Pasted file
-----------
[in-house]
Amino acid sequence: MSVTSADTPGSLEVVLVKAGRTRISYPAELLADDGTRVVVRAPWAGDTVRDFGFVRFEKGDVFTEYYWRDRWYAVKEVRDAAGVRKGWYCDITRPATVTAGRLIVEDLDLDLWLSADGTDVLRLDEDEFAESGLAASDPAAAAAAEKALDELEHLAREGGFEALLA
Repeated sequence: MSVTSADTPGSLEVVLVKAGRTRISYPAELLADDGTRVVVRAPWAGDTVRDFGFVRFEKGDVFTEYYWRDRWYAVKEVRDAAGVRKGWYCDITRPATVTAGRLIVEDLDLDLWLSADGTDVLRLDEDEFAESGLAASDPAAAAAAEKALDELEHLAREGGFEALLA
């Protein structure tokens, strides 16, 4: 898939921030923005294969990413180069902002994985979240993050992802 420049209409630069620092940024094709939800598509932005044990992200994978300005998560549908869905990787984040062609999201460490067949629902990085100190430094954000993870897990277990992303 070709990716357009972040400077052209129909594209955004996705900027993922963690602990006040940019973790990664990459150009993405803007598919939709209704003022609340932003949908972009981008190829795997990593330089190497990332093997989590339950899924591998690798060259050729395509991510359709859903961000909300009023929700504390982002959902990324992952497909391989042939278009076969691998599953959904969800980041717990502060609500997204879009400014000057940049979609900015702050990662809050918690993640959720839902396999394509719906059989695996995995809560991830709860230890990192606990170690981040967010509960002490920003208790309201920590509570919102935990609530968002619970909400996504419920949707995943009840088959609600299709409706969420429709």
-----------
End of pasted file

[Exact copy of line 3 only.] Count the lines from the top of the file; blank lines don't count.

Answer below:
Repeated sequence: MSVTSADTPGSLEVVLVKAGRTRISYPAELLADDGTRVVVRAPWAGDTVRDFGFVRFEKGDVFTEYYWRDRWYAVKEVRDAAGVRKGWYCDITRPATVTAGRLIVEDLDLDLWLSADGTDVLRLDEDEFAESGLAASDPAAAAAAEKALDELEHLAREGGFEALLA